Video of Hawthorne police killing dog sparks Web protests
Leon Rosby arrived at 137th Street and Jefferson Avenue in Hawthorne on Sunday evening to videotape a police standoff. He brought along his 2-year-old Rottweiler, Max.
He put the dog on a leash and began filming. Hawthorne police deemed Rosby’s actions interference and placed him under arrest. By this point, Max was in the backseat of Rosby’s car, but the arrest upset him. He began barking, jumped out of the car and lunged at officers.
One of the officers drew a gun and fired four times. Dozens of residents watched the shooting, with some shrieking and moaning. Handcuffed, Rosby looked away in horror.
The incident Sunday was caught on tape and went viral on the Internet this week, sparking outrage and even drawing threats directed at the Hawthorne Police Department.
Some community leaders are calling for an investigation into the officers’ actions, and Rosby said he still can’t believe what happened.
“I’ve never seen someone that close to me get killed like that,” Rosby, 52, said in an interview.
Rosby, an ordained minister now working as a licensed contractor, said he was filming the crime scene to protect the civil rights of those under investigation by police. When officers questioned him, he said, he asserted his right to record.
Hawthorne police Lt. Scott Swain said in a statement that Rosby was walking too close to law enforcement officers with Max, who weighed 80 pounds. The music coming from his car added to the distraction, authorities said, and made a “dangerous situation” at the crime scene.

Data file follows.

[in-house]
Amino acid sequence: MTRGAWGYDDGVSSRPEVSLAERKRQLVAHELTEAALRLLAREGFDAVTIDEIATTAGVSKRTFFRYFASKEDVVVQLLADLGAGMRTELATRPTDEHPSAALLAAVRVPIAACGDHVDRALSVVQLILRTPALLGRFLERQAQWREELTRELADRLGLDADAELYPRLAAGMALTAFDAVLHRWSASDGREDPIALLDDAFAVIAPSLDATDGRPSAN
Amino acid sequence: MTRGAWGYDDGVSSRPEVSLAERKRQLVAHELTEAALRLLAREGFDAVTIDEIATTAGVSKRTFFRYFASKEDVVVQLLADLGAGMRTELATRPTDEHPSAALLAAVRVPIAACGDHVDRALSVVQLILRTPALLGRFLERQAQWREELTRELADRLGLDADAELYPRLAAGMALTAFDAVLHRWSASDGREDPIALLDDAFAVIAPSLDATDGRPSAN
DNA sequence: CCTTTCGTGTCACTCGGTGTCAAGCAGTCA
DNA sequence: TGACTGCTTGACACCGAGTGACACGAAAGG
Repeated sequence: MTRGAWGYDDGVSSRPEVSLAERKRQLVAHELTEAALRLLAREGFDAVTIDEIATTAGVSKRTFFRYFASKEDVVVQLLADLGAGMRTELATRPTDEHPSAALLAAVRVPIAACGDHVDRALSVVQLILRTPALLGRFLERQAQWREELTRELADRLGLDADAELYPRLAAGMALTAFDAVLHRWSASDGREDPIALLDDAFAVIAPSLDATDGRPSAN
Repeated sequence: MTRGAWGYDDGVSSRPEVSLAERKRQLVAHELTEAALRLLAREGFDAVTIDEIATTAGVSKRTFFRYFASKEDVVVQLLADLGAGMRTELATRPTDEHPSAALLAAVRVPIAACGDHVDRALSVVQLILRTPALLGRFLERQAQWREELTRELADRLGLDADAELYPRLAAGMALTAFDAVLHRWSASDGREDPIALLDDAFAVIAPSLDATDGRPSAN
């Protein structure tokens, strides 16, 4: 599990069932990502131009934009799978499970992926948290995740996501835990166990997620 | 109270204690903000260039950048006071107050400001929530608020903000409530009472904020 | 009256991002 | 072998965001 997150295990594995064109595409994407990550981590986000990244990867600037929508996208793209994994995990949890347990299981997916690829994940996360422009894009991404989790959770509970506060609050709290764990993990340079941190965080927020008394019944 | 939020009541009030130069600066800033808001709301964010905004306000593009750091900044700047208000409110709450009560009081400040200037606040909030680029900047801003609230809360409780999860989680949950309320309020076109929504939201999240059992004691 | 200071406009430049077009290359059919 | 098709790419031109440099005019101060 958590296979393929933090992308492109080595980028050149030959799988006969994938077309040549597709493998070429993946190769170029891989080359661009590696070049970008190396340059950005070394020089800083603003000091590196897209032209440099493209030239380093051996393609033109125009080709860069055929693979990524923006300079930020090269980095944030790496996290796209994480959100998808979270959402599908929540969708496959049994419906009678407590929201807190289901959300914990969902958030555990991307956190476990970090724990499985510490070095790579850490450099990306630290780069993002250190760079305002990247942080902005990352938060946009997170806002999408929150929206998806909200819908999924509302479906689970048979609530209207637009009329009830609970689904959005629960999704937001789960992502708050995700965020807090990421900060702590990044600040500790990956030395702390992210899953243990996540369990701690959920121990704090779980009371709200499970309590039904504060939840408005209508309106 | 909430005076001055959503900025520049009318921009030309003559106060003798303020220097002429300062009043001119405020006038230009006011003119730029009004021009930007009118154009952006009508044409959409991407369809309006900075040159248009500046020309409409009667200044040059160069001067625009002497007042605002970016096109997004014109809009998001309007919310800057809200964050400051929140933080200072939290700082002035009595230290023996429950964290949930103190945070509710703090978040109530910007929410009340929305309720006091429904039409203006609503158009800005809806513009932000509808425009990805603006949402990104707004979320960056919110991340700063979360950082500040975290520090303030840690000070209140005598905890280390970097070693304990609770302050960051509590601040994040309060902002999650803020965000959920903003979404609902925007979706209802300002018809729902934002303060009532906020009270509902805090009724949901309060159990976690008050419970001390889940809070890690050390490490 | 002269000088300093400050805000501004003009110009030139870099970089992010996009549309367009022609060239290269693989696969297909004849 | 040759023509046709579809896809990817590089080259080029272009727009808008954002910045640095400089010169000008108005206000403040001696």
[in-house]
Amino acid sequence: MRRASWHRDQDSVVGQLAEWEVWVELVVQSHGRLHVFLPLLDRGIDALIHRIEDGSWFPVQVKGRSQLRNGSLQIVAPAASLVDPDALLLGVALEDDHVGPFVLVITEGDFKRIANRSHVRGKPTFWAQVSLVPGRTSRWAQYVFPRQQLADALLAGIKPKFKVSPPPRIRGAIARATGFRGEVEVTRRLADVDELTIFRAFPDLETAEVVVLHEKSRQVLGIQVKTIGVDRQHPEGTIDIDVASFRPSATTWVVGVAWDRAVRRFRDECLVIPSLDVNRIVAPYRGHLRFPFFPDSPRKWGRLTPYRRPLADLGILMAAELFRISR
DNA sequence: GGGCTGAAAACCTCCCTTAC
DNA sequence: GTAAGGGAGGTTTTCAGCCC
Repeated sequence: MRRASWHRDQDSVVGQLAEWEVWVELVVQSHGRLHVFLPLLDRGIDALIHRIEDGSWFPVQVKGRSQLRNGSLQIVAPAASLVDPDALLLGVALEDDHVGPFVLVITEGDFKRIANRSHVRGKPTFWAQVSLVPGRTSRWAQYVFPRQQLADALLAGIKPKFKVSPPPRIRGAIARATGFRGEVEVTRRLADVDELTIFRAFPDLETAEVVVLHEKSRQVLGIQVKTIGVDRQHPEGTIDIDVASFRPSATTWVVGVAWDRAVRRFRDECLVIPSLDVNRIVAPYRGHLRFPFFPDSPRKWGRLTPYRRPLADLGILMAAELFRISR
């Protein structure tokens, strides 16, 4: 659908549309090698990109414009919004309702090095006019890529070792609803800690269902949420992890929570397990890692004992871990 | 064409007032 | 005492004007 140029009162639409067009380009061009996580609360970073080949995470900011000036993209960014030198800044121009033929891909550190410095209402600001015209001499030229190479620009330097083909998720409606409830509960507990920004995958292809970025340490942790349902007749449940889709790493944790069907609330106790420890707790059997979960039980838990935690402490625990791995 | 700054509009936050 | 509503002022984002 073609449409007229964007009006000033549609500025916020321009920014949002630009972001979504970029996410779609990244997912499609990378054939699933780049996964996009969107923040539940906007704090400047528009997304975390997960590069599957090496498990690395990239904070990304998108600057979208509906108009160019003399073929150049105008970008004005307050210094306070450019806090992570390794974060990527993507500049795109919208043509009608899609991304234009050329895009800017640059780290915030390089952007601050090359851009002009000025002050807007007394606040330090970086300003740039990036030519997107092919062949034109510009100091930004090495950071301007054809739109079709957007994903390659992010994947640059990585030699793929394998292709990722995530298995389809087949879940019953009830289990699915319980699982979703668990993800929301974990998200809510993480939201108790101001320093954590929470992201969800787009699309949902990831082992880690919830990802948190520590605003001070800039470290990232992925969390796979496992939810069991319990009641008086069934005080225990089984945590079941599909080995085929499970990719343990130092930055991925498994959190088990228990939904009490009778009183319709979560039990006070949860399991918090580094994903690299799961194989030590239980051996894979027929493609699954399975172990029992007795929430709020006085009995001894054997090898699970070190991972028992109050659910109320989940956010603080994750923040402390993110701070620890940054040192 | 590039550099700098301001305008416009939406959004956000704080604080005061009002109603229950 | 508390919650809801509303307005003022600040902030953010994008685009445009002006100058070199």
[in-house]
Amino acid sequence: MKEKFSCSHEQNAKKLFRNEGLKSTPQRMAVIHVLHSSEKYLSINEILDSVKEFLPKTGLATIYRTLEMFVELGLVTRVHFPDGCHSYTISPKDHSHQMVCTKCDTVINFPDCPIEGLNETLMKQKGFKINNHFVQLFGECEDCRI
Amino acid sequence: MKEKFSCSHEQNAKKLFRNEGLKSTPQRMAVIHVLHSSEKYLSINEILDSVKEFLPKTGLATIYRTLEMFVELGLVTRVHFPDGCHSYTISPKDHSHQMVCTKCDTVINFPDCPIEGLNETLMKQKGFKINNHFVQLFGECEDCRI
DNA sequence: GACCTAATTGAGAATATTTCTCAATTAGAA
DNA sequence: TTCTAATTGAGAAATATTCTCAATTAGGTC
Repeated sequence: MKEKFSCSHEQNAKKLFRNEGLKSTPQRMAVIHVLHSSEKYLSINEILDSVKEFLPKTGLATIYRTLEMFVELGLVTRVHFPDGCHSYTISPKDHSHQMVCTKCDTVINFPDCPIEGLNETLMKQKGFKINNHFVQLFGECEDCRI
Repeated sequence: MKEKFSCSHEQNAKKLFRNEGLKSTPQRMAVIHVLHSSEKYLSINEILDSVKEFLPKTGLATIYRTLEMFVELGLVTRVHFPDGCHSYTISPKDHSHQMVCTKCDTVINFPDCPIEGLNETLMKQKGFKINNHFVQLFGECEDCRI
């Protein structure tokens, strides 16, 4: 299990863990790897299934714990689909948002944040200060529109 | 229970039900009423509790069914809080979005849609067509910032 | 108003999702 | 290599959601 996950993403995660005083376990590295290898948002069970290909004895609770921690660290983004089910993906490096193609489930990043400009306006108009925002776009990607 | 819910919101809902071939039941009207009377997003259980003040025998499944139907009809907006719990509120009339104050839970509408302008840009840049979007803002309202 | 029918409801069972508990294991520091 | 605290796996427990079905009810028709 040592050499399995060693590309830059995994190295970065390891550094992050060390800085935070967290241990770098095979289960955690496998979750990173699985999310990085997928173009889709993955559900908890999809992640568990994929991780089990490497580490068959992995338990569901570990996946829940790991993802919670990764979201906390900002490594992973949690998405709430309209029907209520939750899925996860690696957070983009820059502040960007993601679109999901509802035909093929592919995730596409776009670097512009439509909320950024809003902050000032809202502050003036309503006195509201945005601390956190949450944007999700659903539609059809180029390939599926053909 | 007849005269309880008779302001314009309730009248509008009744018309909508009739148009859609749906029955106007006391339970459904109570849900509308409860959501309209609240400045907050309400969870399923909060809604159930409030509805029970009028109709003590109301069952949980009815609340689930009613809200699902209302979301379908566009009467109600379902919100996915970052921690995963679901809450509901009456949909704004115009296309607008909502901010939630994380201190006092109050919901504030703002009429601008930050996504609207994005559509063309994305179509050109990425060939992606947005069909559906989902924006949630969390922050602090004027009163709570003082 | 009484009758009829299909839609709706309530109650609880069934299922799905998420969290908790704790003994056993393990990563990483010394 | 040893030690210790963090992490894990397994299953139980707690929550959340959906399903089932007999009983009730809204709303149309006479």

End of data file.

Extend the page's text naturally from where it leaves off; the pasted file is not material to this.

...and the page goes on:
In an interview, Swain would not pass judgment on the shooting.
“I’m not saying it’s justified, but even when it’s justified, there are some learning points,” he said. “Could we have done anything different? We’ll look at all those facts.”
In March, Rosby filed a lawsuit against the city of Hawthorne and several officers in the Police Department, alleging that he was assaulted and brutalized in a July 2012 incident. Rosby said he has also filed numerous complaints against individual officers.
One of the officers named in the lawsuit was at the crime scene Sunday night, according to police, but was not involved in Rosby’s arrest or the shooting of his dog.
Rosby was released from custody Monday morning and, according to his attorney, no charges have been filed against him.
The Police Department has launched an internal inquiry that is standard whenever an officer discharges a firearm. The department will also forward evidence to the Los Angeles County district attorney’s office for a separate investigation.
Rosby’s arrest and the shooting of his dog have gained global interest online and generated outrage on social media.
The original video of the shooting has received more than 1 million views. Comments critical of Hawthorne’s police officers, including some direct threats, are also flooding the department’s Facebook page, phone lines and email accounts.
The department is investigating all “credible” threats and strengthening security, Swain said, although no details were provided.
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